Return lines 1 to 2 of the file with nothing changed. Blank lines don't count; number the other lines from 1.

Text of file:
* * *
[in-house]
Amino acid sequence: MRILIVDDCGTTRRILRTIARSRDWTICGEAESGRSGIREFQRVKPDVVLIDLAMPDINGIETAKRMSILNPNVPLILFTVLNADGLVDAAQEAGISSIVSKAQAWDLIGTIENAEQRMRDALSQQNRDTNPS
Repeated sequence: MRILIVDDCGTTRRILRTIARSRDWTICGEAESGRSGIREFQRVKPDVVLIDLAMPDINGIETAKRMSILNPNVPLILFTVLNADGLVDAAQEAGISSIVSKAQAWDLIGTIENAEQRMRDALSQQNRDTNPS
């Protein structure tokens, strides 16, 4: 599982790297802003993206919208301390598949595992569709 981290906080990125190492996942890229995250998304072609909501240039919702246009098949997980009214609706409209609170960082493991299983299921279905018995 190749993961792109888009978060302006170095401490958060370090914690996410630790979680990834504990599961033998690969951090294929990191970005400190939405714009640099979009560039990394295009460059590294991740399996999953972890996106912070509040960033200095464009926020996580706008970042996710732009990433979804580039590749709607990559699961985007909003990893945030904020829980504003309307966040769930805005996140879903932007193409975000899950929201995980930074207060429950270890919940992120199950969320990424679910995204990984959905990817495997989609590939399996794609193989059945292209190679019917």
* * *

[in-house]
Amino acid sequence: MRILIVDDCGTTRRILRTIARSRDWTICGEAESGRSGIREFQRVKPDVVLIDLAMPDINGIETAKRMSILNPNVPLILFTVLNADGLVDAAQEAGISSIVSKAQAWDLIGTIENAEQRMRDALSQQNRDTNPS